Brain unit's lost just three of 79 patients in 2 years ...so why go elsewhere?
FRESH concerns have been raised about whether longer journeys to a new hospital for brain trauma patients will hamper treatment.
Some North Wales patients - previously taken to the Walton Centre in Liverpool - last month started to go to hospital in Stoke which Betsi Cadwaladr University Health Board (BCUHB) believes could save the NHS PS240,000 regionally.
But figures obtained last week show how highly successful the Walton Centre was in treating such patients - and Conwy county councillor Mike Priestley, a former Walton Centre governor who researched the figures, is watching closely to see whether Stoke will be as successful.
He said: "I want to see proof that this decision (to switch future patients to Stoke) has a better health outcome for us and see whether the PS240k savings will be achieved that BCUHB has promised."
He said Stoke was half an hour further away than Merseyside is for north west Wales patients and added: "What can Stoke do that Walton can't?" In an answer to Cllr Priestley's Freedom of Information Act request to the Walton Centre, the centre says that: ? In 2010 there were 36 head injury patients transferred from North Wales to the Walton Centre and all 36 were treated and discharged.
. ? In 2011, there were 43 head injury patients of which 40 were discharged and three died.
. ? In January to August this year (when transfers started to Stoke not Walton) there were 22 patients and 20 of them were discharged and two died.
Yesterday, Betsi Cadwaladr University Health Board insisted care in Stoke would be of a good standard.
A spokesman said: "Each year around 40 seriously injured adult patients are transferred from North Wales to England for specialist tertiary care. Previously, patients have received care for complex orthopaedic injuries, traumatic head injuries, cardiothoracic injuries etc in whichever Liverpool hospital specialised in management of their primary injury.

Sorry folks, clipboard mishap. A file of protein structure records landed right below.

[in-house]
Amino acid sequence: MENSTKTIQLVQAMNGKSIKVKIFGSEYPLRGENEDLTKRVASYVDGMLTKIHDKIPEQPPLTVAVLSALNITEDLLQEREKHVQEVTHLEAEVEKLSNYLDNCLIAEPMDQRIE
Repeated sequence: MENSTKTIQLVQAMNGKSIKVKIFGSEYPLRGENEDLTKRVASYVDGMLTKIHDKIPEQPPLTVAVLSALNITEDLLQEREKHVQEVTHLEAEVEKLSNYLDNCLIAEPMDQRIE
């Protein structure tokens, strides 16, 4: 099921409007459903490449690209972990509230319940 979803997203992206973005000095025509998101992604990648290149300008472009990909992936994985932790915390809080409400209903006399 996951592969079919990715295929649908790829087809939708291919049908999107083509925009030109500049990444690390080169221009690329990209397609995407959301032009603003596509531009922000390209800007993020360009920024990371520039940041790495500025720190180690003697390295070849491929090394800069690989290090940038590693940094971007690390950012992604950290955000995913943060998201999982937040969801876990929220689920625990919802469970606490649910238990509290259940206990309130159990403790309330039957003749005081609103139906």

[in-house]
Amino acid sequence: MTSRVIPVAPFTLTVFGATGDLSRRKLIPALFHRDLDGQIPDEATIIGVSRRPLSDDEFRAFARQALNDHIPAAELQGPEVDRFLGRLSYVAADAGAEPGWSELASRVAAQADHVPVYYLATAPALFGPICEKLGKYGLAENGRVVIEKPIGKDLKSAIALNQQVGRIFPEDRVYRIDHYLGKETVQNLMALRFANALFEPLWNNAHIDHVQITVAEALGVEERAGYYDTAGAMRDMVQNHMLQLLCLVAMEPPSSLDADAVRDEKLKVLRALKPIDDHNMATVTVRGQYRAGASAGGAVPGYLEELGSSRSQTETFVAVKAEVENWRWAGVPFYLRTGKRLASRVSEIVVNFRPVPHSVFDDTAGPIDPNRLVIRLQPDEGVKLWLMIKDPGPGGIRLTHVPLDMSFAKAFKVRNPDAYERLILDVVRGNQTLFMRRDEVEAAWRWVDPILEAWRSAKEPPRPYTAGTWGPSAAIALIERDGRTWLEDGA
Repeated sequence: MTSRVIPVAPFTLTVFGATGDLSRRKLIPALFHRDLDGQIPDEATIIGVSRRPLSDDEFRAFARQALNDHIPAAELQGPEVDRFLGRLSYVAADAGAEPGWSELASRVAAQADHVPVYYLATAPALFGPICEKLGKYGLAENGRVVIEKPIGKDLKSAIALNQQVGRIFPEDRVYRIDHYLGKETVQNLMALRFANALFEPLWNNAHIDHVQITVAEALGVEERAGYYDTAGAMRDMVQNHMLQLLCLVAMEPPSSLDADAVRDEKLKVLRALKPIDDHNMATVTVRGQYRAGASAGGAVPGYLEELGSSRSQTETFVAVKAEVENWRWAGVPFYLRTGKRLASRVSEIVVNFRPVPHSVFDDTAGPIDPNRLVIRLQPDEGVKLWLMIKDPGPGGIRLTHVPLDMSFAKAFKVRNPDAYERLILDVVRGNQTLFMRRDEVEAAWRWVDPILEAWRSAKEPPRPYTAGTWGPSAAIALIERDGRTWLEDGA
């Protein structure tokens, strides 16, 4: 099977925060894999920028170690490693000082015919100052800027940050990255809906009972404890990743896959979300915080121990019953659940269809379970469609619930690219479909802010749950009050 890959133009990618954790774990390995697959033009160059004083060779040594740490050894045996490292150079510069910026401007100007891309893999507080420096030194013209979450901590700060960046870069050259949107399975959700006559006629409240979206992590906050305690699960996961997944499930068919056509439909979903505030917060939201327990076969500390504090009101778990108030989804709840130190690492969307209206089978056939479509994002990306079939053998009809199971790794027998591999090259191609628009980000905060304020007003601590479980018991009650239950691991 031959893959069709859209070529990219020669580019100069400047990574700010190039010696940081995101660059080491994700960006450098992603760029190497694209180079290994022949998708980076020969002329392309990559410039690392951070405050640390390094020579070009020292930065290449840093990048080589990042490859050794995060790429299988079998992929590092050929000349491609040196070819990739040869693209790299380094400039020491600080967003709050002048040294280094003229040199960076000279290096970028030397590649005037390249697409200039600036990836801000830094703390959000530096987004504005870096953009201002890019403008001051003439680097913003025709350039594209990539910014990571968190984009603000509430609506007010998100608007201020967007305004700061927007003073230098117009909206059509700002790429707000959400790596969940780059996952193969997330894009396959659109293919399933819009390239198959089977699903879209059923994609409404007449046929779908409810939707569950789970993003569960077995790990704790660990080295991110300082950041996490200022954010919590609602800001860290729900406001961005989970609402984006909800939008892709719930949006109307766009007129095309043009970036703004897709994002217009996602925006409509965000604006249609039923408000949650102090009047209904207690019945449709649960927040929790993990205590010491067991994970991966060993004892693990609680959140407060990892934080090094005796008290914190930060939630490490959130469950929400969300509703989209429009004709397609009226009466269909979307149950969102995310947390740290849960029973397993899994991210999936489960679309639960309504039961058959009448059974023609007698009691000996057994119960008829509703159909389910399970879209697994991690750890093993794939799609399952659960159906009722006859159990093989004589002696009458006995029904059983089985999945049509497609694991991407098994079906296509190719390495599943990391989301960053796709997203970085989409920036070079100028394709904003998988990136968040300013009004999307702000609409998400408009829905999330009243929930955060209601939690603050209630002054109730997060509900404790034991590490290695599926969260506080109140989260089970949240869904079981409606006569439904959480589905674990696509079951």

The main benefit of the arrangement with Stoke is that the full range of major trauma services are provided on a single site, which will enhance the care for patients with multiple trauma."
Patients with other neurological conditions, not caused by traumatic injury (spontaneous brain haemorrhages for example, or caused by medical conditions) will still go to the Walton Centre. The health board says it's confident the projected savings will be made because the switch to Stoke has been carefully costed.
Dr Peter Oakley, Clinical Lead for Major Trauma at University Hospital of North Staffordshire and Clinical Lead for Major Trauma in the West Midlands, said: "University Hospital of North Staffordshire is a fully operational Major Trauma Centre.
"All necessary ingredients are in place to provide a full range of immediate and emergency interventions, within a purpose-built, single-site facility."
Cllr Mike Priestley (right) questions Betsi Cadwaladr's decision to shift patients to Stoke University Hospital (main)